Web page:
Small Craft Advisor — Nov/Dec 2010
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Plan Study: Schooner 18
Fred Shell

The intention is an easily built, economical, lightweight, responsive daysailer for one to six people, that is also suitable for substantial adventuring and cruising for one or two. This latest of my designs was developed using some of what I feel are the best elements of my previous boats.

The two elements of the design that stand out most are the cat schooner rig and the aft cabin. This rig, with the sprit booms, is easy to build, set up and use.

The spars are solid spruce (or fir) and can be gotten out of two-by material from your local lumber yard (1-2"x 4"x 10' and 1-2"x 8"x 16'). The longer (17'- 6") mast requires a splice near the top. The spars are light enough to be stepped or un-stepped on the water. The sails use sleeve luffs and stay on the masts. For reefing or stowing, booms are detached and the sails are rolled onto the masts. This is a rig with a very low center of effort, without giving up the benefits of moderately high aspect ratio sails.

The sprit booms—with special thanks to the late Phil Bolger—are wonderful elements of this design. They eliminate the need for travelers, vangs, goosenecks and all the extra line and pulleys that are needed when purchase is required for sail control. As if that isn’t enough, they also put the booms up high enough that the chances of a painful and dangerous whack on the head are greatly reduced. Several reefing combinations are possible, and speeds of 6-7 knots are not uncommon. The maximum seen has been 9.5 knots. Some of these advantages would also apply to a cat ketch rig, but then the aft cabin would be problematic.

The aft cabin advantages are a little more subjective. One is that the cabin space is in a wider and flatter part of the boat, making it much more usable.
The aft cabin is adequate for gear that needs to be kept dry and secure, and provides very comfortable sleeping for one, or cozy accommodations for two.
Because the cabin is in the back, the view forward is unobstructed, providing the exciting feel of an open boat.

The cockpit space and comfort are remarkable for a boat of this size. The coaming and wide flare to the forward topside keeps that great cockpit very dry.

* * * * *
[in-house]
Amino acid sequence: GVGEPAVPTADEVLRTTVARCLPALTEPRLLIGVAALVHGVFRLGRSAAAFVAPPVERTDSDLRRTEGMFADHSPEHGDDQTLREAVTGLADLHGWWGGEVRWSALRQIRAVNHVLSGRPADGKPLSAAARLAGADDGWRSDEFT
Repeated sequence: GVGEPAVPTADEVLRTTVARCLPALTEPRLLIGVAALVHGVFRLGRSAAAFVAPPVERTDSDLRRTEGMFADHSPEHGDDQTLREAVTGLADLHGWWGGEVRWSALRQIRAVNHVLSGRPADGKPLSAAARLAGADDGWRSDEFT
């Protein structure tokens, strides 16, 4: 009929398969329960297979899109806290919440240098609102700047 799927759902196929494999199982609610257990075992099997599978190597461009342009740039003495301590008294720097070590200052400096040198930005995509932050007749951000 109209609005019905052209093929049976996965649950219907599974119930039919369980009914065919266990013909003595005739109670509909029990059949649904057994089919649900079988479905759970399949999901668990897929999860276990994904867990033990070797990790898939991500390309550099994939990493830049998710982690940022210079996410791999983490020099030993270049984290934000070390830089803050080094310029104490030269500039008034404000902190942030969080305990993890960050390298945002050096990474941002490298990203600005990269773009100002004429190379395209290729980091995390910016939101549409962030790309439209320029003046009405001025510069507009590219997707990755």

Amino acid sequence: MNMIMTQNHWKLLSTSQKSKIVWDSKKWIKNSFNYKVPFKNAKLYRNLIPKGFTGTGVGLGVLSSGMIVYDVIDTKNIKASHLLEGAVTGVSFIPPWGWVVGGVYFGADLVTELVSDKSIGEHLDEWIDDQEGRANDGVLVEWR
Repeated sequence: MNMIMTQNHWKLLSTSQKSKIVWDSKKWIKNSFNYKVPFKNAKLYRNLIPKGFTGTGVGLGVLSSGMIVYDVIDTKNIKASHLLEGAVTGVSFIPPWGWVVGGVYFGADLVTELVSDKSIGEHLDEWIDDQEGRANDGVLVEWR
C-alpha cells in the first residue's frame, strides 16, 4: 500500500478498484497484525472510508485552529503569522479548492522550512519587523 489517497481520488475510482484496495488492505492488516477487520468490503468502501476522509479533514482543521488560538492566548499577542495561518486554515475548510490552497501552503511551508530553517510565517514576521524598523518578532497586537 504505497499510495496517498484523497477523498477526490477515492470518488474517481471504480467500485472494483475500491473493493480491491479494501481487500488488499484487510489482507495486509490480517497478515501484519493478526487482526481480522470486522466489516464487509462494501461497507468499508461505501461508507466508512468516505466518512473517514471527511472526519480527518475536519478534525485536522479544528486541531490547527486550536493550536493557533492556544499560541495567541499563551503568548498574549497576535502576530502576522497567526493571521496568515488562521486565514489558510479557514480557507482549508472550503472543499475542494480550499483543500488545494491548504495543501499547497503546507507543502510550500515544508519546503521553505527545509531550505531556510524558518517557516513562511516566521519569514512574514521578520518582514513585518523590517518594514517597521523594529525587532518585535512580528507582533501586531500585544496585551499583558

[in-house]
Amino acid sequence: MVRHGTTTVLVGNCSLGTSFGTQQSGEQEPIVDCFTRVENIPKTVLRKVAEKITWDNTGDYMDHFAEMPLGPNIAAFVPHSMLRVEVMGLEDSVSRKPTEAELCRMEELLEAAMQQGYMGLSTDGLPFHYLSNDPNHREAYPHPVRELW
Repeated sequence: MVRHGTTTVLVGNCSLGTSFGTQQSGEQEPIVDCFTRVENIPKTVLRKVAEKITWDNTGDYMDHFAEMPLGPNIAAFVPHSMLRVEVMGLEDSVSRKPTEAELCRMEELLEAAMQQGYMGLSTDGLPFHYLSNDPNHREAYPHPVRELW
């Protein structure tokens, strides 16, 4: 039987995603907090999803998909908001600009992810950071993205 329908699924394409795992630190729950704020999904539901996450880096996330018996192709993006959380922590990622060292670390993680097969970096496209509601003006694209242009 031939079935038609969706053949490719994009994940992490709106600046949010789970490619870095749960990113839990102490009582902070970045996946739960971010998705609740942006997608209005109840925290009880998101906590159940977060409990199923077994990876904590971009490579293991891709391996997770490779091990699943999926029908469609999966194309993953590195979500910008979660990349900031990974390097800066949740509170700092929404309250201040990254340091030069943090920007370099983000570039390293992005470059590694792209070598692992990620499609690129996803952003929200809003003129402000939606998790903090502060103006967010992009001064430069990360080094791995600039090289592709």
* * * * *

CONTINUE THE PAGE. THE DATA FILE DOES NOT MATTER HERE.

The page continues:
The coaming is angled to make a very comfortable backrest. Rig setup and sail handling can be accomplished from the comfort and safety of the cockpit—no small matter.

The helmsman will usually sit on the weather side of the bridge deck.
When short tacking in light winds, it is not necessary to switch sides. The boat can also be comfortably helmed from a standing position in the cabin (companionway). A small sea chest in the cabin enables a nice semi-protected seated location for helming. In rainy or cold conditions, sitting on the cabin sole with the hatch closed works, too.

Construction
The hull is constructed upright on a simple building-jig. This building method is my own variation on some very traditional techniques; wide-plank glued plywood lapstrake is what I call it. All joints are epoxy glued and the lap seams are reinforced with epoxy fillets. All surfaces are sealed inside and out with at least one or two coats of epoxy. No fiberglass sheathing is used. This is the same construction method that hasbeen used on nearly a thousand Shell Boats over the last twenty-five years. Strength, durability and low maintenance have been well-established.

Oarlock sockets and a comfortable rowing station make human power a reasonable option for this schooner. Rowing does not require any reconfiguring of the rig. Breaking down the rig and stowing it on the gallows and crutch takes less than five minutes and will cut down windage enough to be worthwhile for long-distance rowing.

Outboard power works very well with a two to six horsepower clamped on the transom. The motor is located off-center, leaving room for a fuel tank, and also allowing the rudder and steering to operate. Under power, the motor is locked in the straight ahead position and steering is by wheel. The motor can be started by reaching over the cabintop or through the sliding-rear window.
A throttle-extension through the rear window is the simplest control. A kill button or extension on the cutoff line is needed so the engine can be stopped from the helm.

Tests using a Tohatsu four-stroke, three and a half horsepower show a maximum speed of seven knots, and with the six-horse, nine knots. Having the outboard located behind the cabin makes motoring a pleasant experience— something most small boat sailors may find hard to imagine!

Launching and beaching are made very easy by the bilge-keels and skeg. All three have metal shoes and make for a steady, safe, three-point landing on any boat ramp or beach. Despite the shallow 12" draft, these appendages provide excellent windward sailing ability.

Kits and Plans

Plans for the Schooner 18 are available, as well as very thoroughly prepared kits and finished boats. Kits come with hardware and sails.

Schooner 18 Length: 18'-0" Beam: 6'-2" Weight 450 lb.

Total Sail Area: 110 sq. ft.

Fore Sail: 50 sq. ft.

Main Sail: 60 sq. ft.

Draft: 11" Finished: $8600 Kit: $4100 Plans: $130 Shellboats.com.
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